Thankfully, BMW Australia answered both in the affirmative and whilst it’s still a rare sighting, the 2023 M3 Touring is very much here and ideal for Australian conditions.

Villainous and virtuous just sitting there.

The Highlights

Motoring journalists globally are sampling the M3 Touring, and the adjectives are flying thick and fast. After a week behind the wheel, I am also gushing joyous prose for this astonishing car.

It will accelerate from 0-100km/h in 3.6 seconds and reach 200km/h 9.3 seconds later. This is beyond the wildest dreams of BMW M car fans.

The car you see here has a few option boxes ticked. Darth Vader’s Frozen Black paintwork is $5,000, the Carbon Ceramic Brakes are $16,500, and the M Carbon Experience is another $17,500.

BMW Individual paintwork loves being wet.

Engine & Drivetrain

The M3 Touring shares the same engine and drivetrain as the M3 Sedan but is 85kg heavier overall. It is wonderfully easy to live with on a day-to-day basis. Select one of the M-Dynamic driving modes when the mood strikes, and it becomes a fairly wild beast.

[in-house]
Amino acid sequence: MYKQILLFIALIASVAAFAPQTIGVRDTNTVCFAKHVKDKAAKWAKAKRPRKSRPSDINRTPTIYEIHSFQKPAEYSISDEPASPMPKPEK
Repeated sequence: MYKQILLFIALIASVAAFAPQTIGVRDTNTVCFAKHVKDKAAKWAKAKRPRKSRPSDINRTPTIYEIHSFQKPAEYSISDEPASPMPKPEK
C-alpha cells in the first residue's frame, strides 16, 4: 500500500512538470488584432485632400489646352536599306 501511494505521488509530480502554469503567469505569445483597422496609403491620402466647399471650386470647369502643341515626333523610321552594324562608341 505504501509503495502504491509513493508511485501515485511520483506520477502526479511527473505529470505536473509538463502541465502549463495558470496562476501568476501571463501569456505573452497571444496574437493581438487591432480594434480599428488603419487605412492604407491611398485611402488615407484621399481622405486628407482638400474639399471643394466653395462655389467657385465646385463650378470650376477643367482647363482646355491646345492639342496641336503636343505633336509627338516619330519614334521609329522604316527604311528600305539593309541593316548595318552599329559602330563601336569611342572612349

Every cubic cm has a purpose under the bonnet of the M3 Touring including 3-way bracing.

A six-cylinder turbocharged BMW M car with this much character would have been laughable ten years ago.

Cylinders / CapacityM TwinPower Turbo inline 2,933cc 6-cylinder petrol engine
Power / Torque375kW / 650Nm
CO2 Emissions237g/km
Transmission8-speed M Steptronic with customisable M xDrive all-wheel drive
Performance0-100km/h in 3.6 sec
Fuel Consumption10.4 litres/100km (ADR 81/02)
Wheels & Tyres19″ / 20″ M double spoke forged alloy with Michelin Pilot Sport4 S

Interior Trim, Toys, & Comfort

Sitting in the BMW M3 Touring driver’s seat is as familiar as my father’s E23 735i thirty-five years ago. There’s an innate likeness that is thankfully still part of every BMW’s DNA. I love that.